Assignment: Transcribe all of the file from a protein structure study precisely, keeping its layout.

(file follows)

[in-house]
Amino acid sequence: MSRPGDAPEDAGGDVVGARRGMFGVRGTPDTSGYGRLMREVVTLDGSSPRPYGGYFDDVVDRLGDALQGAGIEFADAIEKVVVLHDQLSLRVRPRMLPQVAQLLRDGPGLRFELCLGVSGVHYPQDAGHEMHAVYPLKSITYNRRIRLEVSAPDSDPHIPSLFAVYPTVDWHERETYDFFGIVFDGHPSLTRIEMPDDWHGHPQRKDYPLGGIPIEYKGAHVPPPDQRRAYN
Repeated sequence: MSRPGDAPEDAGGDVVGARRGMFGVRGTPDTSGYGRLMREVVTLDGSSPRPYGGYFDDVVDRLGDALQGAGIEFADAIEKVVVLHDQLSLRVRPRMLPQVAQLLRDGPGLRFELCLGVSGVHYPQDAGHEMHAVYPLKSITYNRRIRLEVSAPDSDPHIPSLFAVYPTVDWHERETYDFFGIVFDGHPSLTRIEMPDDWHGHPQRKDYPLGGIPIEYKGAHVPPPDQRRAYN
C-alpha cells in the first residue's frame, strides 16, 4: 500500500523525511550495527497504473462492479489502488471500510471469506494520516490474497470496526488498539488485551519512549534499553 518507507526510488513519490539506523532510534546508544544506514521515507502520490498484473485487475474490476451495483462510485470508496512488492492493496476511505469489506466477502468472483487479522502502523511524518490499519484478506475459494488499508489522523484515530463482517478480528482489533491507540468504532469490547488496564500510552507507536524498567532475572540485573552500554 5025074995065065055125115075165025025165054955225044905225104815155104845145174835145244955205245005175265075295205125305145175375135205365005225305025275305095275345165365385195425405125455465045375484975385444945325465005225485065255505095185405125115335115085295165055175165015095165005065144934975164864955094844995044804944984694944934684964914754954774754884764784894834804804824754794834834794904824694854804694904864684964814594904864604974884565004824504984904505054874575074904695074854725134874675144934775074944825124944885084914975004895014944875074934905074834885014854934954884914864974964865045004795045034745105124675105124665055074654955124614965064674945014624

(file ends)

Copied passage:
[in-house]
Amino acid sequence: MSRPGDAPEDAGGDVVGARRGMFGVRGTPDTSGYGRLMREVVTLDGSSPRPYGGYFDDVVDRLGDALQGAGIEFADAIEKVVVLHDQLSLRVRPRMLPQVAQLLRDGPGLRFELCLGVSGVHYPQDAGHEMHAVYPLKSITYNRRIRLEVSAPDSDPHIPSLFAVYPTVDWHERETYDFFGIVFDGHPSLTRIEMPDDWHGHPQRKDYPLGGIPIEYKGAHVPPPDQRRAYN
Repeated sequence: MSRPGDAPEDAGGDVVGARRGMFGVRGTPDTSGYGRLMREVVTLDGSSPRPYGGYFDDVVDRLGDALQGAGIEFADAIEKVVVLHDQLSLRVRPRMLPQVAQLLRDGPGLRFELCLGVSGVHYPQDAGHEMHAVYPLKSITYNRRIRLEVSAPDSDPHIPSLFAVYPTVDWHERETYDFFGIVFDGHPSLTRIEMPDDWHGHPQRKDYPLGGIPIEYKGAHVPPPDQRRAYN
C-alpha cells in the first residue's frame, strides 16, 4: 500500500523525511550495527497504473462492479489502488471500510471469506494520516490474497470496526488498539488485551519512549534499553 518507507526510488513519490539506523532510534546508544544506514521515507502520490498484473485487475474490476451495483462510485470508496512488492492493496476511505469489506466477502468472483487479522502502523511524518490499519484478506475459494488499508489522523484515530463482517478480528482489533491507540468504532469490547488496564500510552507507536524498567532475572540485573552500554 5025074995065065055125115075165025025165054955225044905225104815155104845145174835145244955205245005175265075295205125305145175375135205365005225305025275305095275345165365385195425405125455465045375484975385444945325465005225485065255505095185405125115335115085295165055175165015095165005065144934975164864955094844995044804944984694944934684964914754954774754884764784894834804804824754794834834794904824694854804694904864684964814594904864604974884565004824504984904505054874575074904695074854725134874675144934775074944825124944885084914975004895014944875074934905074834885014854934954884914864974964865045004795045034745105124675105124665055074654955124614965064674945014624